Understand the ABCs of paying attorney fees
Judge Layne Smith
This is the first of two chapters about attorney fees. This chapter will cover who is responsible for paying attorney fees. Next chapter, I’ll explain how “reasonable attorney fees” are determined.
Q. Judge Smith, under what circumstances can one party be forced to pay the opposing party’s attorney fees? Thank you, Jessie
A. Jessie, generally each party is responsible for paying his or her own attorneys, but three notable exceptions may apply:
1) A statute may require the losing party to pay the winning party’s attorney fees;
2) A contract may require the losing party to pay the winning party’s attorney fees; and
3) The court may order one party to pay another’s attorney fee as a sanction for misbehavior.
Let’s discuss some examples.
The Legislature has enacted statutes that require one party to pay another party’s attorney fees. Often, this is done to encourage reasonable settlements, discourage frivolous lawsuits, or to level the playing field. For example, most residential landlord-tenant eviction cases involve questions about the payment of rent.
Usually, the tenant either paid the rent on time or he didn’t; the law requires the loser of the case to pay the winner’s attorney fees.
Another example is one involving insurance claims. If, for example, a contractor’s general liability insurance company denies coverage of a claim, the contractor could defend the claim and sue the insurance company to enforce his contractual rights.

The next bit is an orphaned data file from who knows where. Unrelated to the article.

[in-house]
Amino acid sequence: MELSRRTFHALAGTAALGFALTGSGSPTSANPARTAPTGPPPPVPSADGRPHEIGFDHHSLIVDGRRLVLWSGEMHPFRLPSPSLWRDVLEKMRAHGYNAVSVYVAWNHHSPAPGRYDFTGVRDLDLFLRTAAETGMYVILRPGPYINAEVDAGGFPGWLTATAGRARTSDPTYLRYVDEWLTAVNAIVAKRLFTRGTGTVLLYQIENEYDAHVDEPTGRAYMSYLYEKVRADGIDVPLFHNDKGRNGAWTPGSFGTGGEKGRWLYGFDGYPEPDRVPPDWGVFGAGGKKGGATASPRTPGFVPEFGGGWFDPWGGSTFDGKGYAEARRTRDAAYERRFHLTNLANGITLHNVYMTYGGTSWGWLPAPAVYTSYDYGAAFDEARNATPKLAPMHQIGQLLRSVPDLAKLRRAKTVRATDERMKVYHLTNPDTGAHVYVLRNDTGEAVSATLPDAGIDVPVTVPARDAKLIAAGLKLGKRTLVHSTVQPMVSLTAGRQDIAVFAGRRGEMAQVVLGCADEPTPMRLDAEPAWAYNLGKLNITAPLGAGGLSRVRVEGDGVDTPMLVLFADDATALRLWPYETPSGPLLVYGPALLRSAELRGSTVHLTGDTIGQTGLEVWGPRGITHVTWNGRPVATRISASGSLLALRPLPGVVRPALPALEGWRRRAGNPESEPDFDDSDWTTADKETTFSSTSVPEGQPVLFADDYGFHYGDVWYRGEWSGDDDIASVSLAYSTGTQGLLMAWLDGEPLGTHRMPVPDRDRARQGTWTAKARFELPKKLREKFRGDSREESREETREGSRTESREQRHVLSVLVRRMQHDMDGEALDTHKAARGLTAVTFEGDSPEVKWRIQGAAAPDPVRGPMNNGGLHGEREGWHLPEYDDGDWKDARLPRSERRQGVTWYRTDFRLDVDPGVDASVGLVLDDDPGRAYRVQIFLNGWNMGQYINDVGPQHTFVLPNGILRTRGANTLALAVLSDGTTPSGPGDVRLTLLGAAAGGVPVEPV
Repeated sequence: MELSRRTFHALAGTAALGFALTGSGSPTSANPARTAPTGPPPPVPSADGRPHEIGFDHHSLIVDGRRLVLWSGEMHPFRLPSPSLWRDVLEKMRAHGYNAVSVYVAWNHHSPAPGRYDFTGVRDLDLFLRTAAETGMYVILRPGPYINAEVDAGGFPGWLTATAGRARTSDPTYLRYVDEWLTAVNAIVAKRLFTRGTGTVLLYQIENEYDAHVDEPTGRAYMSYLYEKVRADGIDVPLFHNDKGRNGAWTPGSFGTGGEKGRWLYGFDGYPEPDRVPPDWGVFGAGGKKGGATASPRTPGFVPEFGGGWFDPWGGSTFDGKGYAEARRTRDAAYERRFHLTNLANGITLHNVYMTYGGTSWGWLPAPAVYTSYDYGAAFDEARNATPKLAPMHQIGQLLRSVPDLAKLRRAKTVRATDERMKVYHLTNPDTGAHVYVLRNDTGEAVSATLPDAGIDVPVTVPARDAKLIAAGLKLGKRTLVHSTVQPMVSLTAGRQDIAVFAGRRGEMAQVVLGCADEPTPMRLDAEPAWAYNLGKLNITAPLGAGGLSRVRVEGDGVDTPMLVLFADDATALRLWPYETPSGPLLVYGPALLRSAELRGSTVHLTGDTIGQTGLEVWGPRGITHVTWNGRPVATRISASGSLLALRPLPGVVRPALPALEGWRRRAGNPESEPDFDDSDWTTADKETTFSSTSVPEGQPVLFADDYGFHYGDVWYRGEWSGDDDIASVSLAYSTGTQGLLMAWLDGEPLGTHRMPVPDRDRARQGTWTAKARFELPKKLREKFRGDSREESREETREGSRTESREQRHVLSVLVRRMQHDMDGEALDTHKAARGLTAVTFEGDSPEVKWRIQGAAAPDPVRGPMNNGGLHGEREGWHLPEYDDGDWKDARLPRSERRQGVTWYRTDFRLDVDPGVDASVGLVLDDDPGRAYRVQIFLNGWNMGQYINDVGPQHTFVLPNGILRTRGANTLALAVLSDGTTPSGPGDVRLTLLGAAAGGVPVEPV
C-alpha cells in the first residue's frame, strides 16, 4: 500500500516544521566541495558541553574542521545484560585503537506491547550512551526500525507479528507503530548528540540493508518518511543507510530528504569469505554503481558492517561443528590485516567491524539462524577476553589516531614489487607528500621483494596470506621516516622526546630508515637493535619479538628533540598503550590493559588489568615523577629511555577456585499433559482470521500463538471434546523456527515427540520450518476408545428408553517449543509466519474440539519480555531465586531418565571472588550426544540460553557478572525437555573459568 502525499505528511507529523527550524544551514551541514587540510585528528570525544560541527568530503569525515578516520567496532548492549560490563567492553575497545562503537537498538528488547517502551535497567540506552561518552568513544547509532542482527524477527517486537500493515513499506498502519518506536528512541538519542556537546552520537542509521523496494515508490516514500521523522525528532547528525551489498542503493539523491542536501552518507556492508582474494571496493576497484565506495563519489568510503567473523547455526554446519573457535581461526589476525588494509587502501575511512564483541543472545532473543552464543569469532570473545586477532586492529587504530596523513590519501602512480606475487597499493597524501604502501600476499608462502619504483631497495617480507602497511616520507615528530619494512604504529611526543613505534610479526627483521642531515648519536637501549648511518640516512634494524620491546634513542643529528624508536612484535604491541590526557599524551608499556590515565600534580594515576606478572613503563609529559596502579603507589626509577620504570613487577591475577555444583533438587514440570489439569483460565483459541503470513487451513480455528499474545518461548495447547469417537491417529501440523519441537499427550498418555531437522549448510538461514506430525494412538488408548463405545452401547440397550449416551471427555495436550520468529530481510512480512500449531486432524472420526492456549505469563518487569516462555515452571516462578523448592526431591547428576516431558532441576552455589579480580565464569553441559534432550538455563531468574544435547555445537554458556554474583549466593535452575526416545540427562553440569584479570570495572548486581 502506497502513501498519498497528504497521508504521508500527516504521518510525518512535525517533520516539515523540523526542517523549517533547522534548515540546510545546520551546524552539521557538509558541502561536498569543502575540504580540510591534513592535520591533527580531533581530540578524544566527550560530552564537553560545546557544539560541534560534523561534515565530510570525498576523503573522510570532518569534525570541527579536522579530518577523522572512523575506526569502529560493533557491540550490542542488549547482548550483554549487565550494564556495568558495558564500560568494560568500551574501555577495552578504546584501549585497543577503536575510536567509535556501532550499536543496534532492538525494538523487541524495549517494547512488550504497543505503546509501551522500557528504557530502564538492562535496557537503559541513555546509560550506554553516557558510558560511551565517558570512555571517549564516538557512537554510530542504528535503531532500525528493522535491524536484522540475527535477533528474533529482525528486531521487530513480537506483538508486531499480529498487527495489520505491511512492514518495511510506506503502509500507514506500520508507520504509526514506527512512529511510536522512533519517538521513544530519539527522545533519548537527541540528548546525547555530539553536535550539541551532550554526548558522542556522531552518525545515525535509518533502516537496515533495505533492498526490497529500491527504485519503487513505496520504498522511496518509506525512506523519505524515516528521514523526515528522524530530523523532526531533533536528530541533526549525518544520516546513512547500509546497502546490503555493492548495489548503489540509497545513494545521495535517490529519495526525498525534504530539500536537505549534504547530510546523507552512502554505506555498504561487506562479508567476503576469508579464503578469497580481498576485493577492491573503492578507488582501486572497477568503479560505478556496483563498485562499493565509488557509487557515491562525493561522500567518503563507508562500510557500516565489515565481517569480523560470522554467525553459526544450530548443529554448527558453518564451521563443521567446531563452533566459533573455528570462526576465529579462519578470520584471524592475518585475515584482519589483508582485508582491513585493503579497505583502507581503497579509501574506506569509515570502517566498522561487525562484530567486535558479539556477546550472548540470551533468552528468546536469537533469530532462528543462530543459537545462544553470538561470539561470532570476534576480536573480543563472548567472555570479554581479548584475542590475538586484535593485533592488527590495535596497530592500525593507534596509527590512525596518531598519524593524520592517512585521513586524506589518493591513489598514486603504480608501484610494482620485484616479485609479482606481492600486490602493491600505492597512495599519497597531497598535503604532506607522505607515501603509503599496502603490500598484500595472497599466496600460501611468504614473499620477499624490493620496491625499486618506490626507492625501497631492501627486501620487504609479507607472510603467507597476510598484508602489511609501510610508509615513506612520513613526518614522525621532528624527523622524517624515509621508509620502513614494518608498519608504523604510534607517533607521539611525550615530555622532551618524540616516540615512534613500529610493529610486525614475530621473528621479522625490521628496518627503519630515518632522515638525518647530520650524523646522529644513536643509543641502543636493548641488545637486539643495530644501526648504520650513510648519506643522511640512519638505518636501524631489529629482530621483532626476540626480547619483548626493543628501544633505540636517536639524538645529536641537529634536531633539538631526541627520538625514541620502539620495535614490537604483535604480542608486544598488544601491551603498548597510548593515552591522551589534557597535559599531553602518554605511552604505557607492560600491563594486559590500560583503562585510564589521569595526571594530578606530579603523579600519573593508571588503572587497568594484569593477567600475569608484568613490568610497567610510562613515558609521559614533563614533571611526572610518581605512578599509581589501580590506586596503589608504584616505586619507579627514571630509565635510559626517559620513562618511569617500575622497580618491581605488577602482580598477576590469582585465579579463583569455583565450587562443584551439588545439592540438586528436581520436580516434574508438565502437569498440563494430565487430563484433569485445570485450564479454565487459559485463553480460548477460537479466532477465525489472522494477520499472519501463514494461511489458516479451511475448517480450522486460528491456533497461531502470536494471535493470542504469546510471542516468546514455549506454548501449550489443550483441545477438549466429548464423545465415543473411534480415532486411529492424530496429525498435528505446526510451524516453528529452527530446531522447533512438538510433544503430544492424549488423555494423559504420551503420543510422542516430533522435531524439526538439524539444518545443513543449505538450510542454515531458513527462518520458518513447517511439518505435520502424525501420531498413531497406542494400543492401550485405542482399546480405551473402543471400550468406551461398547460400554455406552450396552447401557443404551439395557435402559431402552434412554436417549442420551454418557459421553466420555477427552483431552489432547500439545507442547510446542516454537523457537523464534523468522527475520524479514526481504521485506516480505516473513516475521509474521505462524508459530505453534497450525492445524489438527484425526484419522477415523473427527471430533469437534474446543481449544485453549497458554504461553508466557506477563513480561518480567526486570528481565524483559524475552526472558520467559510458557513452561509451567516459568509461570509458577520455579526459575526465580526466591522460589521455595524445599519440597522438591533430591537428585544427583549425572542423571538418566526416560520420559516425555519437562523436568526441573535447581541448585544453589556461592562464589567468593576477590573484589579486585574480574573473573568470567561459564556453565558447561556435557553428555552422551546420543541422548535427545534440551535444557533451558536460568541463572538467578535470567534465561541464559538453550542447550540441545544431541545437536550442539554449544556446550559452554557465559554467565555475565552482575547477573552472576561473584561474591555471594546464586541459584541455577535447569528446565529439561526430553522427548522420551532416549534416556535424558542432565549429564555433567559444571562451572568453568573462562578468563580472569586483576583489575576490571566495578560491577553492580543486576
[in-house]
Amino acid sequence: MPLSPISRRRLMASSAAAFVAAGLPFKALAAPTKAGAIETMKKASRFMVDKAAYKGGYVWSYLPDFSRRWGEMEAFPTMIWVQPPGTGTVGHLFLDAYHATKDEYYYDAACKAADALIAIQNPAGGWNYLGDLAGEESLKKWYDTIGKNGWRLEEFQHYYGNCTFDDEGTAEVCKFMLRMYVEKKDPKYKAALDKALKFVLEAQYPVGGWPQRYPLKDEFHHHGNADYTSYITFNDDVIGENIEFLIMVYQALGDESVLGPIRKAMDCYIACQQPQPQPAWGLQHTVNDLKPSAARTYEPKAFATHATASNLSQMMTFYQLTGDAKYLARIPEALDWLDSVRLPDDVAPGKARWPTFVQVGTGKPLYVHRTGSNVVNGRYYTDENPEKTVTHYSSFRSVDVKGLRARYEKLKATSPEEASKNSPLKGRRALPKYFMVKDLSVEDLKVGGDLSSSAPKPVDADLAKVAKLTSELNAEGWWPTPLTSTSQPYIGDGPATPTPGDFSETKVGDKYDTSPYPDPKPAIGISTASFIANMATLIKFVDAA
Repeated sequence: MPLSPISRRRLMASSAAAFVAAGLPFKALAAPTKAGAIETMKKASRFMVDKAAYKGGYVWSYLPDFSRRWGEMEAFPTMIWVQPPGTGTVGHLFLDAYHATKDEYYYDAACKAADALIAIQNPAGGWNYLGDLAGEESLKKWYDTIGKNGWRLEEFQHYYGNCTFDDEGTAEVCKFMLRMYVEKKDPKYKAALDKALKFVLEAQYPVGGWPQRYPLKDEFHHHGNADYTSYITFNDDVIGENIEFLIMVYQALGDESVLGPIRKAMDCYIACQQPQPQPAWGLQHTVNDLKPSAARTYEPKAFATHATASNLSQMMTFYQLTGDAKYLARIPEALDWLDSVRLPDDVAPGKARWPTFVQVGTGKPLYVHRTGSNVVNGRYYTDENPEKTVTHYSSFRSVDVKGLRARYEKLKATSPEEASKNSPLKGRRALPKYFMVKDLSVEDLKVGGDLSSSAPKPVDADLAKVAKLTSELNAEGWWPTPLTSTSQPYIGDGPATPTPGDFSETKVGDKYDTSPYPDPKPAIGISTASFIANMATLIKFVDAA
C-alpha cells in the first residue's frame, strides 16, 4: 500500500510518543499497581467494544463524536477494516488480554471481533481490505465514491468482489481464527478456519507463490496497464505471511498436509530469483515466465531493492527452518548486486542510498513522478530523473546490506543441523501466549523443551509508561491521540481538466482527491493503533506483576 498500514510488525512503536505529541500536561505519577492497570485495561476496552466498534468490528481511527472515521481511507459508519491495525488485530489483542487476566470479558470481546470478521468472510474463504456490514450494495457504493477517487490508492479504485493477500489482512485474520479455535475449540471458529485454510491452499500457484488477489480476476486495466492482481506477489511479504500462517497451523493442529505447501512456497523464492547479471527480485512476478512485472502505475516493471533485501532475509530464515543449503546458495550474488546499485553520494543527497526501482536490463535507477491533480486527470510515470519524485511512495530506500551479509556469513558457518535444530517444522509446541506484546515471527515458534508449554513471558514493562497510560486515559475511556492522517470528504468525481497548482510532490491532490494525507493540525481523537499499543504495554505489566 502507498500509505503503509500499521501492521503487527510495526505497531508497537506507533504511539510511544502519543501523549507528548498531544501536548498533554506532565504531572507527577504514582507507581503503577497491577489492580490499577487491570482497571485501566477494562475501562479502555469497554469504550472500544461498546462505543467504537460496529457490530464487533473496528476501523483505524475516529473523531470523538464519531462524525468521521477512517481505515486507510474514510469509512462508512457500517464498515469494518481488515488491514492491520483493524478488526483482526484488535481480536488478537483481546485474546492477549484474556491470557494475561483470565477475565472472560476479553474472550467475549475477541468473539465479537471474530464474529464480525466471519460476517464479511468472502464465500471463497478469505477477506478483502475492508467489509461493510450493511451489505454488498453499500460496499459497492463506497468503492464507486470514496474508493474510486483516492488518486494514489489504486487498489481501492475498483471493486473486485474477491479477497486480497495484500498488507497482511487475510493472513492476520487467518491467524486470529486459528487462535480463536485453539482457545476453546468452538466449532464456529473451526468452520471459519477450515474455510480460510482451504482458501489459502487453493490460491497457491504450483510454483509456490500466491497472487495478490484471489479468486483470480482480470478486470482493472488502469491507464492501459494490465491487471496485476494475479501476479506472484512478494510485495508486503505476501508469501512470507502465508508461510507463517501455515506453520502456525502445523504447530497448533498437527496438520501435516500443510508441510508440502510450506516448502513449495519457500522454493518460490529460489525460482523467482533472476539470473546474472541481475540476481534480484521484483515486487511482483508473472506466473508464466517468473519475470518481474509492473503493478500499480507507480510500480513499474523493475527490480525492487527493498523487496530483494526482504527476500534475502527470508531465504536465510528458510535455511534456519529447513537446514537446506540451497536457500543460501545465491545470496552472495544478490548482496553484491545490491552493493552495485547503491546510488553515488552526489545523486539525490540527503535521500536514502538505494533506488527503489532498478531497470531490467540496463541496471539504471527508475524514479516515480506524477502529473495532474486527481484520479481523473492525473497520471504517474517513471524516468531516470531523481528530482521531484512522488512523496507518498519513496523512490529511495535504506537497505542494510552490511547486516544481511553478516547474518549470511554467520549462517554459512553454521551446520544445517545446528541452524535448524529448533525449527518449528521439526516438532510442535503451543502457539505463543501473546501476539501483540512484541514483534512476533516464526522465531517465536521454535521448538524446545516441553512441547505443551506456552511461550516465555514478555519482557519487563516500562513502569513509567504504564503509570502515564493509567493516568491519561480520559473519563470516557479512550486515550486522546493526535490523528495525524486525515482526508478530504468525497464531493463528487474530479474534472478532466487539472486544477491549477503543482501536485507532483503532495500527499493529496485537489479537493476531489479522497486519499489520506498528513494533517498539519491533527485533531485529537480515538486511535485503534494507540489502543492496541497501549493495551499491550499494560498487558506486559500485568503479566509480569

If the insurance company is found to have wrongfully denied the claim, it must reimburse the contractor for the attorney fees he incurred defending himself and enforcing his contractual rights. If the insurance company rightfully denied the claim, the contractor doesn’t have to reimburse his insurer for the attorney fees it incurred.
Parties to a written contract usually negotiate terms, which often include a clause for attorney fees. Based on the terms of the contract, if a lawsuit is filed, the loser must reimburse the winner’s reasonable attorney fees. Examples of contracts that frequently include attorney fees clauses are installment loan contracts, commercial landlord-tenant leases, and non-compete agreements.
As sanctions for bad behavior
Sometimes parties ignore or stonewall discovery deadlines or engage in other poor conduct that causes unnecessary work, delays, and expenses. If their misbehavior is egregious enough, courts can require them to reimburse opposing parties’ related attorney fees to discourage future bad behavior.
Suppose defense counsel must file a motion and attend a hearing to compel the plaintiff to turn over requested documents. As a sanction, the court might order the plaintiff to pay defense counsel for two hours of her time.
J. Layne Smith is a Leon County Judge who speaks and writes about civics and the law. Email your questions to email@example.com.